“Built from Bizzarrini parts, the Manta was one of Giorgetto Giugiaro’s first independent designs as an independent consultant. He used it to promote and launch Ital Design in Turin. The Manta is remarkable as it was built up from an ex-Le Mans racer and it is one of the first cars the world to use a triple seat arrangement.
Inside the cockpit is an odd layout that seats the driver in the middle of the interior with a passenger on either side. The idea was copied from a Ferrari 365 prototype built in 1965 and it was later, more popularly revived with the mighty McLaren F1. With three people seated side-by-side it must be a particularly tight squeeze as much of the available passenger foot space is occupied by intrusive wheel wells.”
By the turn of the century, chances are you won’t recognize the familiar telephone. Based on services already in use or on the drawing boards, you can expect some pretty far-out developments.
For example, Picturephone see-while-you-talk service, already in limited use, might well be offered in full color and three dimensions. With it, you could do the family grocery shopping, look at the new cars, or buy a new hat without leaving the house.
Electronic switching equipment now in trial use, will call you back when a busy line you have called is free, or transfer your calls to another phone while you’re away from home.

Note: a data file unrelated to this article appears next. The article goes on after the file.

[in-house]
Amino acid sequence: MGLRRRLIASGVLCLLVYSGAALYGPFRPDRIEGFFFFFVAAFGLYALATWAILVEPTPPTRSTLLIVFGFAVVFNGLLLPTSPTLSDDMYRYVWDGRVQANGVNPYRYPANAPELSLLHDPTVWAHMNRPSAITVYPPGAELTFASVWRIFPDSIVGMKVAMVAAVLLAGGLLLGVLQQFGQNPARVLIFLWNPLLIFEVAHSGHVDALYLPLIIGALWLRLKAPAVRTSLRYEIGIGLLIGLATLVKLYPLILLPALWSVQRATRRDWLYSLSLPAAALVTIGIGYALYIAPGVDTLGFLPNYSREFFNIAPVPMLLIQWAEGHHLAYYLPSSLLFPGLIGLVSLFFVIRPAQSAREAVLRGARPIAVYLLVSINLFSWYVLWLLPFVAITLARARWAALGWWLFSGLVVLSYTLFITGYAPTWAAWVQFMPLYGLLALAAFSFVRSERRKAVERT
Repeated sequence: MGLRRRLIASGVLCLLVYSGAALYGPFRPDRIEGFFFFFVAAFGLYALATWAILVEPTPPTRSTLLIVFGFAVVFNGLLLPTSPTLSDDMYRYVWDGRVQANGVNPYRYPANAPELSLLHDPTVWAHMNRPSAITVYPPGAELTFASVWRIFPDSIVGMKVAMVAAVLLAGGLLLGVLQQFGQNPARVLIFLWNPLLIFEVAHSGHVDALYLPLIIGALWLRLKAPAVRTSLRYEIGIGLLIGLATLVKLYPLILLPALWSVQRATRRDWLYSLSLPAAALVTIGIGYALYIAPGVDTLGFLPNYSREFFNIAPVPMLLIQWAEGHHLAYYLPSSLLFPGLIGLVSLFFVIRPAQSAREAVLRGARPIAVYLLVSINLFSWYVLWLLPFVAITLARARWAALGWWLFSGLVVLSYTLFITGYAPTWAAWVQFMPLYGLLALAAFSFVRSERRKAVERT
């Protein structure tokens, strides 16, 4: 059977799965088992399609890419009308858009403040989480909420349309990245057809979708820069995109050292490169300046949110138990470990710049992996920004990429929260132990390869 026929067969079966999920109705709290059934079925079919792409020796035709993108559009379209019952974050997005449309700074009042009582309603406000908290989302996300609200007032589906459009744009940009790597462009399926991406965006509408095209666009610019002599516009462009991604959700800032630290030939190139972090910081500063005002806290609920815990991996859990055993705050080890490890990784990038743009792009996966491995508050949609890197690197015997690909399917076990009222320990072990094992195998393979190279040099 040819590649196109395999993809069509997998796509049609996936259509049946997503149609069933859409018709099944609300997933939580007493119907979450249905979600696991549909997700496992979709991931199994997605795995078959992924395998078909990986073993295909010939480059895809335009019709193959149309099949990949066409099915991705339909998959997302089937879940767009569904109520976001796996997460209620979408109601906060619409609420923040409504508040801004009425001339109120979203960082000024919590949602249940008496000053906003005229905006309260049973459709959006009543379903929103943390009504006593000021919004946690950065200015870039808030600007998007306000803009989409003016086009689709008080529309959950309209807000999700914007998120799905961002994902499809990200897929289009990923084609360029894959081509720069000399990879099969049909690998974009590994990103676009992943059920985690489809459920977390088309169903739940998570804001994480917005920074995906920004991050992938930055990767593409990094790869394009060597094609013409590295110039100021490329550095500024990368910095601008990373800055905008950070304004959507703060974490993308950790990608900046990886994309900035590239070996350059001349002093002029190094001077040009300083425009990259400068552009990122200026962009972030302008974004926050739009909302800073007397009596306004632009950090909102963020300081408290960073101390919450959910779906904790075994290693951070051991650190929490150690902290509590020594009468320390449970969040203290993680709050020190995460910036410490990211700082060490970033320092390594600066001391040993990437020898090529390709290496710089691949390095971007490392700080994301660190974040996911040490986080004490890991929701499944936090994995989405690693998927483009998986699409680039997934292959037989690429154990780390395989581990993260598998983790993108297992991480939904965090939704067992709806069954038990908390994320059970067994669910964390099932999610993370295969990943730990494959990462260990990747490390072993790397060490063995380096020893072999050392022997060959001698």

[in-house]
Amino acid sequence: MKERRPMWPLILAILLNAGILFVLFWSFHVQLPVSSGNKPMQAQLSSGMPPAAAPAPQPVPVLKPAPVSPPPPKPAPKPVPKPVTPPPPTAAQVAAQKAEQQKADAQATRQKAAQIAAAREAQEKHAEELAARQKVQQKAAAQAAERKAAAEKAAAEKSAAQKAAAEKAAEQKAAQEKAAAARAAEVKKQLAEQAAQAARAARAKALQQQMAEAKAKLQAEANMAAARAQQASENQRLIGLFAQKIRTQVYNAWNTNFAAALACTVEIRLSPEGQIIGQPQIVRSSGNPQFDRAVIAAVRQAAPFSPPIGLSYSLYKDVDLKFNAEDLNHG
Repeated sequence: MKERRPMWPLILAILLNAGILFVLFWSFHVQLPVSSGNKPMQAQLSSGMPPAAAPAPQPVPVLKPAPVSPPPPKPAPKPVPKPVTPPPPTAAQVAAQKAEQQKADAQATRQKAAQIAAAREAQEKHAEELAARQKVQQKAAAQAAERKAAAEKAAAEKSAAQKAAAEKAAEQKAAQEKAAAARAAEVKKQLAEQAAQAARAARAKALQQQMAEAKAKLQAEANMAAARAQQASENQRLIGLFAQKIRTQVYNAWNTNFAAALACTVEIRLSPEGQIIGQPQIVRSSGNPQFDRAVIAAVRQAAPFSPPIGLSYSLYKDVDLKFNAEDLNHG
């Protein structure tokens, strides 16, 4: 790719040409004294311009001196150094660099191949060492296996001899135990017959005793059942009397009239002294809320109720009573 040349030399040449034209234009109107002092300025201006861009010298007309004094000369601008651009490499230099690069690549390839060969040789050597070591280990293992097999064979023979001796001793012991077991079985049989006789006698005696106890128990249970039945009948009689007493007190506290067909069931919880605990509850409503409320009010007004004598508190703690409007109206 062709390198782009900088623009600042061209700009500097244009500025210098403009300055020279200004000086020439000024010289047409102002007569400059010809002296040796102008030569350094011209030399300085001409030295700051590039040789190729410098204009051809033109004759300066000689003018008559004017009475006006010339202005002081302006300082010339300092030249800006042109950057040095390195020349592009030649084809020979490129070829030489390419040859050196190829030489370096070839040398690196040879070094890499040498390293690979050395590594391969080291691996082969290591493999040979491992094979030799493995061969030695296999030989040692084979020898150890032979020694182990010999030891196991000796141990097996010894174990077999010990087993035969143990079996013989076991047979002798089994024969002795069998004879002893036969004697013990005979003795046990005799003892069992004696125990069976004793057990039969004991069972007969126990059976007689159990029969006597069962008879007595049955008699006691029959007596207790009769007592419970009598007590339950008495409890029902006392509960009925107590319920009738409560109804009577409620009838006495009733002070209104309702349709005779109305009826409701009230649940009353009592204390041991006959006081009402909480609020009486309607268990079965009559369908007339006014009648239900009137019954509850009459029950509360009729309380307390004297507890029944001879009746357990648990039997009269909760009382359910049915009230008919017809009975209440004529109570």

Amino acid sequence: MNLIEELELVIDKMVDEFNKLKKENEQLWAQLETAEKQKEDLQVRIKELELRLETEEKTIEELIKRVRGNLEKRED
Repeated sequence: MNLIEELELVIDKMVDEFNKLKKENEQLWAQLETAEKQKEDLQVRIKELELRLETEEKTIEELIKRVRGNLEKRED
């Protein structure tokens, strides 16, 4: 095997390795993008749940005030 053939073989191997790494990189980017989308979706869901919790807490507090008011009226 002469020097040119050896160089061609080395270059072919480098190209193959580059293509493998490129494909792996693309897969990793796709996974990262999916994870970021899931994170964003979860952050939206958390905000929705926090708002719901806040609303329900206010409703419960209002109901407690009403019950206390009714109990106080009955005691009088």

North Korea celebrated the 50th anniversary of the USS Pueblo (AGER-2) incident on Tuesday via broadcasts on state television and in an international press statement.
In 1968, the North Korean Navy captured the signals intelligence ship USS Pueblo (AGER-2) and its crew of 82 sailors. The sailors suffered starvation and torture and were used for propaganda purposes for almost a year before a release was negotiated in December of 1968.
[…] Pueblo’s crew resisted when possible, most notably by frequently raising their middle fingers to ruin propaganda photo ops staged by the North Koreans, telling their captors the gesture was considered a “Hawaiian Good Luck Sign,” according to the Navy investigation. The crew was severely beaten near the end of their confinement when the North Koreans learned the gesture’s true meaning.